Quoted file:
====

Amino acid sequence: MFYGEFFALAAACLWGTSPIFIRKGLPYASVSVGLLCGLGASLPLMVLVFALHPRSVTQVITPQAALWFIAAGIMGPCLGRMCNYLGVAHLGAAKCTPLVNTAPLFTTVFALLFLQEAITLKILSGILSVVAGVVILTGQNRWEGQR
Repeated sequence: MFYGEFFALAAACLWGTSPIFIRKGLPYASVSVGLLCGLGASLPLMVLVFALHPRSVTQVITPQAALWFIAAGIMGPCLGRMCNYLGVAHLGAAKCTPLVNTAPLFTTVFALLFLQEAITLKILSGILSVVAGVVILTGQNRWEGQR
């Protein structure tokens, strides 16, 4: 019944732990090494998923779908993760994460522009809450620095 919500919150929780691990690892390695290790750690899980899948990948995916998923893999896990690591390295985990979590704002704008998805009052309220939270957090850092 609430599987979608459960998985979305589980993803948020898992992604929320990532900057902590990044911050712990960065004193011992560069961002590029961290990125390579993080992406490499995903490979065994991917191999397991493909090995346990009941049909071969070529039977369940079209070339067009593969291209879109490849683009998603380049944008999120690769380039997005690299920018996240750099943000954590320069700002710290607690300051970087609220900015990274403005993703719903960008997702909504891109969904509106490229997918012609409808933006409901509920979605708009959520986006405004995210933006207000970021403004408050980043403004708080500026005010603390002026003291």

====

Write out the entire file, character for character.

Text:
Amino acid sequence: MFYGEFFALAAACLWGTSPIFIRKGLPYASVSVGLLCGLGASLPLMVLVFALHPRSVTQVITPQAALWFIAAGIMGPCLGRMCNYLGVAHLGAAKCTPLVNTAPLFTTVFALLFLQEAITLKILSGILSVVAGVVILTGQNRWEGQR
Repeated sequence: MFYGEFFALAAACLWGTSPIFIRKGLPYASVSVGLLCGLGASLPLMVLVFALHPRSVTQVITPQAALWFIAAGIMGPCLGRMCNYLGVAHLGAAKCTPLVNTAPLFTTVFALLFLQEAITLKILSGILSVVAGVVILTGQNRWEGQR
């Protein structure tokens, strides 16, 4: 019944732990090494998923779908993760994460522009809450620095 919500919150929780691990690892390695290790750690899980899948990948995916998923893999896990690591390295985990979590704002704008998805009052309220939270957090850092 609430599987979608459960998985979305589980993803948020898992992604929320990532900057902590990044911050712990960065004193011992560069961002590029961290990125390579993080992406490499995903490979065994991917191999397991493909090995346990009941049909071969070529039977369940079209070339067009593969291209879109490849683009998603380049944008999120690769380039997005690299920018996240750099943000954590320069700002710290607690300051970087609220900015990274403005993703719903960008997702909504891109969904509106490229997918012609409808933006409901509920979605708009959520986006405004995210933006207000970021403004408050980043403004708080500026005010603390002026003291």